High-growth firms and productivity: evidence from the United Kingdom

High-growth firms and productivity: evidence from the United Kingdom There is considerable evidence that high-growth firms (HGFs) contribute significantly to employment and economic growth. However, the literature so far does not adequately explore the link between HGFs and productivity. This paper investigates the empirical link between total factor productivity (TFP) growth and HGFs, defined in terms of sales growth, in the United Kingdom over the period 2001–2010, by examining two related research questions. Firstly, does higher TFP growth lead to HGF status and secondly, does HGF experience help firms achieve faster TFP growth? Our findings reveal that firms in both the manufacturing and services sectors are more likely to become HGFs when they exhibit higher TFP growth. In addition, firms that have had HGF experience tend to enjoy faster TFP growth following the high-growth episodes. Policy implications are drawn based on the self-reinforcing process of the high-growth phenomenon that is revealed by our results. http://www.deepdyve.com/assets/images/DeepDyve-Logo-lg.png Small Business Economics Springer Journals

High-growth firms and productivity: evidence from the United Kingdom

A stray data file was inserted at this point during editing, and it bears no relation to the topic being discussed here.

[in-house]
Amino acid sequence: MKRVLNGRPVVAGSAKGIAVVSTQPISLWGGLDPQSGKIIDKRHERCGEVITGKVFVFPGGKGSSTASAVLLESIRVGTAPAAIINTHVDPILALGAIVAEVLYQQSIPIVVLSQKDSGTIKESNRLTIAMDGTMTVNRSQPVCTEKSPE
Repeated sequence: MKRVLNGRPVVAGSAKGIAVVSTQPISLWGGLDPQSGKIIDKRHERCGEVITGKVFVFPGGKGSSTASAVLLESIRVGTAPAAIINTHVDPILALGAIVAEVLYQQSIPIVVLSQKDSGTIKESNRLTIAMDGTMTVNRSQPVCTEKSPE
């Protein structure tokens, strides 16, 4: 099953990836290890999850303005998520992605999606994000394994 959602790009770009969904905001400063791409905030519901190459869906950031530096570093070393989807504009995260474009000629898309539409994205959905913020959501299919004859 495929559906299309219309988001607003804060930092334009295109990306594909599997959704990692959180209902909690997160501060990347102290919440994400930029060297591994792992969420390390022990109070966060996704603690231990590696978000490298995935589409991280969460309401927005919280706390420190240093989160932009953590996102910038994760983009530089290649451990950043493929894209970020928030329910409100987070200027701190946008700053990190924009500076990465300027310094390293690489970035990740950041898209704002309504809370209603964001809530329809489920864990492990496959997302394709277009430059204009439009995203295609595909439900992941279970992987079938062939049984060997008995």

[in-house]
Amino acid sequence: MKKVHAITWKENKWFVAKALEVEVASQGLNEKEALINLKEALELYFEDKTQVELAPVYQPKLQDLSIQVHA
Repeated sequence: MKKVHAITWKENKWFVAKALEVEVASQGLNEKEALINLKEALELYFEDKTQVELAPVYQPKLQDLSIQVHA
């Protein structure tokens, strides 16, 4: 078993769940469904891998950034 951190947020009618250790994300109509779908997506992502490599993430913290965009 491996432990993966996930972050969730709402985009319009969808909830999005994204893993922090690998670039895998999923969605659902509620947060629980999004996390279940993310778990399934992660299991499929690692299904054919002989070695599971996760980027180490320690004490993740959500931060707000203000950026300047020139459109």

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Publisher
Springer US
Copyright
Copyright © 2014 by The Author(s)
Subject
Economics / Management Science; Management/Business for Professionals; Microeconomics; Entrepreneurship; Industrial Organization
ISSN
0921-898X
eISSN
1573-0913
D.O.I.
10.1007/s11187-014-9584-2
Publisher site
See Article on Publisher Site

Abstract

There is considerable evidence that high-growth firms (HGFs) contribute significantly to employment and economic growth. However, the literature so far does not adequately explore the link between HGFs and productivity. This paper investigates the empirical link between total factor productivity (TFP) growth and HGFs, defined in terms of sales growth, in the United Kingdom over the period 2001–2010, by examining two related research questions. Firstly, does higher TFP growth lead to HGF status and secondly, does HGF experience help firms achieve faster TFP growth? Our findings reveal that firms in both the manufacturing and services sectors are more likely to become HGFs when they exhibit higher TFP growth. In addition, firms that have had HGF experience tend to enjoy faster TFP growth following the high-growth episodes. Policy implications are drawn based on the self-reinforcing process of the high-growth phenomenon that is revealed by our results.

Journal

Small Business EconomicsSpringer Journals

Published: May 17, 2014

References

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